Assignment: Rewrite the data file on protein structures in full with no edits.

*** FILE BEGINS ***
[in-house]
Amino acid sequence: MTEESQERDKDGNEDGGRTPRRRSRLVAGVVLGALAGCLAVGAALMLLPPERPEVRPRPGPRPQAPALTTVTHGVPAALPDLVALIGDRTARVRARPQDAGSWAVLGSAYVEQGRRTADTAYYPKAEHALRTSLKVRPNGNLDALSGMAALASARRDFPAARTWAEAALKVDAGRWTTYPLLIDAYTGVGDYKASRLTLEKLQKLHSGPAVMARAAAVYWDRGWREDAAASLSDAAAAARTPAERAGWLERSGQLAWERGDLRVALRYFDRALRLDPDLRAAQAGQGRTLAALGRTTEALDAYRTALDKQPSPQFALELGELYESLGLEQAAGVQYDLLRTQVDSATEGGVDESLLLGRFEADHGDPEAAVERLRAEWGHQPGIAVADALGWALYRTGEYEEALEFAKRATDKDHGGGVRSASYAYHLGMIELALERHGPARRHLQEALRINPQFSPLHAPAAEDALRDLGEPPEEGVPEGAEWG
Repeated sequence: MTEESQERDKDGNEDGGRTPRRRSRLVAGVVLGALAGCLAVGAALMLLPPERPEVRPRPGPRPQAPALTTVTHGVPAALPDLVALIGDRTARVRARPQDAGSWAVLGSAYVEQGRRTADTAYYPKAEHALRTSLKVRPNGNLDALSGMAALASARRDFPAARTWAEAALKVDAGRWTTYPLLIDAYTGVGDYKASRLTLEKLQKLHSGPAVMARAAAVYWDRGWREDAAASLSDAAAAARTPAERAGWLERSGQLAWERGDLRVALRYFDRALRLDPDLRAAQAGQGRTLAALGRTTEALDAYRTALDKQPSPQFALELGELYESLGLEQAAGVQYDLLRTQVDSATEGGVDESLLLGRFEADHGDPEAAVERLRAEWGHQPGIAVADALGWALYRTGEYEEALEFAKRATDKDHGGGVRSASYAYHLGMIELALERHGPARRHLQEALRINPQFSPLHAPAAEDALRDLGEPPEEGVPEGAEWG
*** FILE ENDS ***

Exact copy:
[in-house]
Amino acid sequence: MTEESQERDKDGNEDGGRTPRRRSRLVAGVVLGALAGCLAVGAALMLLPPERPEVRPRPGPRPQAPALTTVTHGVPAALPDLVALIGDRTARVRARPQDAGSWAVLGSAYVEQGRRTADTAYYPKAEHALRTSLKVRPNGNLDALSGMAALASARRDFPAARTWAEAALKVDAGRWTTYPLLIDAYTGVGDYKASRLTLEKLQKLHSGPAVMARAAAVYWDRGWREDAAASLSDAAAAARTPAERAGWLERSGQLAWERGDLRVALRYFDRALRLDPDLRAAQAGQGRTLAALGRTTEALDAYRTALDKQPSPQFALELGELYESLGLEQAAGVQYDLLRTQVDSATEGGVDESLLLGRFEADHGDPEAAVERLRAEWGHQPGIAVADALGWALYRTGEYEEALEFAKRATDKDHGGGVRSASYAYHLGMIELALERHGPARRHLQEALRINPQFSPLHAPAAEDALRDLGEPPEEGVPEGAEWG
Repeated sequence: MTEESQERDKDGNEDGGRTPRRRSRLVAGVVLGALAGCLAVGAALMLLPPERPEVRPRPGPRPQAPALTTVTHGVPAALPDLVALIGDRTARVRARPQDAGSWAVLGSAYVEQGRRTADTAYYPKAEHALRTSLKVRPNGNLDALSGMAALASARRDFPAARTWAEAALKVDAGRWTTYPLLIDAYTGVGDYKASRLTLEKLQKLHSGPAVMARAAAVYWDRGWREDAAASLSDAAAAARTPAERAGWLERSGQLAWERGDLRVALRYFDRALRLDPDLRAAQAGQGRTLAALGRTTEALDAYRTALDKQPSPQFALELGELYESLGLEQAAGVQYDLLRTQVDSATEGGVDESLLLGRFEADHGDPEAAVERLRAEWGHQPGIAVADALGWALYRTGEYEEALEFAKRATDKDHGGGVRSASYAYHLGMIELALERHGPARRHLQEALRINPQFSPLHAPAAEDALRDLGEPPEEGVPEGAEWG